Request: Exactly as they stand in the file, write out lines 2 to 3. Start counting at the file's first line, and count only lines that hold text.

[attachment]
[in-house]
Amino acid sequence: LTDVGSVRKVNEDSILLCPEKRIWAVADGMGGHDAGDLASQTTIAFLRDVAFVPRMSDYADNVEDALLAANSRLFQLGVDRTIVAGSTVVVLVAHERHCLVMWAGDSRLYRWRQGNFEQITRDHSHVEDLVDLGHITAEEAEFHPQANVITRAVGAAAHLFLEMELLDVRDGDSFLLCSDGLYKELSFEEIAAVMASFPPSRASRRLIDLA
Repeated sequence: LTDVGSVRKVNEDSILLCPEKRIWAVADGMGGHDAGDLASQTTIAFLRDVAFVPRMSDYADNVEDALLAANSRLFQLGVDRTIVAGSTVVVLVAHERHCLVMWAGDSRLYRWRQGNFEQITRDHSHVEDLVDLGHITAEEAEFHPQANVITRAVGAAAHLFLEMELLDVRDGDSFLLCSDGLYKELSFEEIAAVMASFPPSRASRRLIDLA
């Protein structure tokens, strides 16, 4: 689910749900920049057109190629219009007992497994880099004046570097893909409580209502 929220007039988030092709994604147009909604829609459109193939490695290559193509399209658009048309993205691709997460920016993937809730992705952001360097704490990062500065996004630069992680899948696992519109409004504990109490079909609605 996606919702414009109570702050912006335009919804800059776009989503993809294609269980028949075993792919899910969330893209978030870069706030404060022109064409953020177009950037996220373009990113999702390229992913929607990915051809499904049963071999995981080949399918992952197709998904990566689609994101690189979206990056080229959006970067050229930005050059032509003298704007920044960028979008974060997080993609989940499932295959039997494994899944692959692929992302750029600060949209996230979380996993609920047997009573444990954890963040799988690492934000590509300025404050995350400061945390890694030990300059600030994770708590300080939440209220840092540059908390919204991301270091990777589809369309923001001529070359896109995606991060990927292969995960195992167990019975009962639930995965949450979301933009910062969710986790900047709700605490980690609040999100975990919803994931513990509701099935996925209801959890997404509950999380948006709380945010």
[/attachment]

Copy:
Amino acid sequence: LTDVGSVRKVNEDSILLCPEKRIWAVADGMGGHDAGDLASQTTIAFLRDVAFVPRMSDYADNVEDALLAANSRLFQLGVDRTIVAGSTVVVLVAHERHCLVMWAGDSRLYRWRQGNFEQITRDHSHVEDLVDLGHITAEEAEFHPQANVITRAVGAAAHLFLEMELLDVRDGDSFLLCSDGLYKELSFEEIAAVMASFPPSRASRRLIDLA
Repeated sequence: LTDVGSVRKVNEDSILLCPEKRIWAVADGMGGHDAGDLASQTTIAFLRDVAFVPRMSDYADNVEDALLAANSRLFQLGVDRTIVAGSTVVVLVAHERHCLVMWAGDSRLYRWRQGNFEQITRDHSHVEDLVDLGHITAEEAEFHPQANVITRAVGAAAHLFLEMELLDVRDGDSFLLCSDGLYKELSFEEIAAVMASFPPSRASRRLIDLA